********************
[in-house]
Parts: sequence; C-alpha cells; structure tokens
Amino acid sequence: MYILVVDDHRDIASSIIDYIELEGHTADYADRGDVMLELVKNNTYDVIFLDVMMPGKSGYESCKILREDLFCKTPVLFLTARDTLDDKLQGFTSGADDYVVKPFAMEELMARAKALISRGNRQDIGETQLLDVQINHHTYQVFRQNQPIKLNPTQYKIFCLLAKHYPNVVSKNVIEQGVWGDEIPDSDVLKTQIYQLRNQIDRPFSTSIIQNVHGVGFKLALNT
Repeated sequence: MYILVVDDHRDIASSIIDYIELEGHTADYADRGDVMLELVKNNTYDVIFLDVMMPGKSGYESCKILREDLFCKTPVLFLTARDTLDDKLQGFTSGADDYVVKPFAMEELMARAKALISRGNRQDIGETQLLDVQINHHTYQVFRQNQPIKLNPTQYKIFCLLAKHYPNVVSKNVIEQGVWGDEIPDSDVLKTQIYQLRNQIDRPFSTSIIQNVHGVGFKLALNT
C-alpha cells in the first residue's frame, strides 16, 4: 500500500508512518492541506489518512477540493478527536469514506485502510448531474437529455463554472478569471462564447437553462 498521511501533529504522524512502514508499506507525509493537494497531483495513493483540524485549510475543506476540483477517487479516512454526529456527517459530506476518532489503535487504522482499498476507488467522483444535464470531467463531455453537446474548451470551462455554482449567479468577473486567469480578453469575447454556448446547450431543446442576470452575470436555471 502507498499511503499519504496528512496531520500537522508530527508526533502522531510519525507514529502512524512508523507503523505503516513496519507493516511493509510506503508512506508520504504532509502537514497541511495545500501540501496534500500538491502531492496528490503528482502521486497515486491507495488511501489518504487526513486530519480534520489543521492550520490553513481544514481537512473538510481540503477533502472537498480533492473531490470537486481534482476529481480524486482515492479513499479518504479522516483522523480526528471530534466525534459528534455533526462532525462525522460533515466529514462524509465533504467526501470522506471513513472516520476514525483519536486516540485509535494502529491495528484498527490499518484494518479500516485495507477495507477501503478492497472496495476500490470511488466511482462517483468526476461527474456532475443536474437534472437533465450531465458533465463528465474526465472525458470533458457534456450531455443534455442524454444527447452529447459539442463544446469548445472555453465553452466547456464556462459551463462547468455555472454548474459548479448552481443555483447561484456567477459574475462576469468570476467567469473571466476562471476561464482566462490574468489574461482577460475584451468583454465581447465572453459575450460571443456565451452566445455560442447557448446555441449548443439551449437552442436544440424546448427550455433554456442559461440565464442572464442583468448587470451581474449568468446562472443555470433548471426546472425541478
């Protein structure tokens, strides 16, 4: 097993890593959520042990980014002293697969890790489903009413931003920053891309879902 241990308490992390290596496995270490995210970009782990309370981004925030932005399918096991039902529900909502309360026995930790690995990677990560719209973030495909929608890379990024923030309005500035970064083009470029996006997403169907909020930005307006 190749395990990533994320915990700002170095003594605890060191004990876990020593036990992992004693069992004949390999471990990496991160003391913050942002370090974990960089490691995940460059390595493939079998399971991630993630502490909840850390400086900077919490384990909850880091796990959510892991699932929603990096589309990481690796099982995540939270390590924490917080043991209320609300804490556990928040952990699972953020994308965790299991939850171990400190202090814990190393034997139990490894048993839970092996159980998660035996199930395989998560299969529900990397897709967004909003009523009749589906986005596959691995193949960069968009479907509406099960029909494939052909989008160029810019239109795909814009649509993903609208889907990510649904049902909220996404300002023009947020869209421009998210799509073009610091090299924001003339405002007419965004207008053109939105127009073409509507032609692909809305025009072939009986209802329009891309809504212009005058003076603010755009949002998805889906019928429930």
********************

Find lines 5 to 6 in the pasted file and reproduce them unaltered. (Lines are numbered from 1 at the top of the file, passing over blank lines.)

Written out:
C-alpha cells in the first residue's frame, strides 16, 4: 500500500508512518492541506489518512477540493478527536469514506485502510448531474437529455463554472478569471462564447437553462 498521511501533529504522524512502514508499506507525509493537494497531483495513493483540524485549510475543506476540483477517487479516512454526529456527517459530506476518532489503535487504522482499498476507488467522483444535464470531467463531455453537446474548451470551462455554482449567479468577473486567469480578453469575447454556448446547450431543446442576470452575470436555471 502507498499511503499519504496528512496531520500537522508530527508526533502522531510519525507514529502512524512508523507503523505503516513496519507493516511493509510506503508512506508520504504532509502537514497541511495545500501540501496534500500538491502531492496528490503528482502521486497515486491507495488511501489518504487526513486530519480534520489543521492550520490553513481544514481537512473538510481540503477533502472537498480533492473531490470537486481534482476529481480524486482515492479513499479518504479522516483522523480526528471530534466525534459528534455533526462532525462525522460533515466529514462524509465533504467526501470522506471513513472516520476514525483519536486516540485509535494502529491495528484498527490499518484494518479500516485495507477495507477501503478492497472496495476500490470511488466511482462517483468526476461527474456532475443536474437534472437533465450531465458533465463528465474526465472525458470533458457534456450531455443534455442524454444527447452529447459539442463544446469548445472555453465553452466547456464556462459551463462547468455555472454548474459548479448552481443555483447561484456567477459574475462576469468570476467567469473571466476562471476561464482566462490574468489574461482577460475584451468583454465581447465572453459575450460571443456565451452566445455560442447557448446555441449548443439551449437552442436544440424546448427550455433554456442559461440565464442572464442583468448587470451581474449568468446562472443555470433548471426546472425541478
């Protein structure tokens, strides 16, 4: 097993890593959520042990980014002293697969890790489903009413931003920053891309879902 241990308490992390290596496995270490995210970009782990309370981004925030932005399918096991039902529900909502309360026995930790690995990677990560719209973030495909929608890379990024923030309005500035970064083009470029996006997403169907909020930005307006 190749395990990533994320915990700002170095003594605890060191004990876990020593036990992992004693069992004949390999471990990496991160003391913050942002370090974990960089490691995940460059390595493939079998399971991630993630502490909840850390400086900077919490384990909850880091796990959510892991699932929603990096589309990481690796099982995540939270390590924490917080043991209320609300804490556990928040952990699972953020994308965790299991939850171990400190202090814990190393034997139990490894048993839970092996159980998660035996199930395989998560299969529900990397897709967004909003009523009749589906986005596959691995193949960069968009479907509406099960029909494939052909989008160029810019239109795909814009649509993903609208889907990510649904049902909220996404300002023009947020869209421009998210799509073009610091090299924001003339405002007419965004207008053109939105127009073409509507032609692909809305025009072939009986209802329009891309809504212009005058003076603010755009949002998805889906019928429930």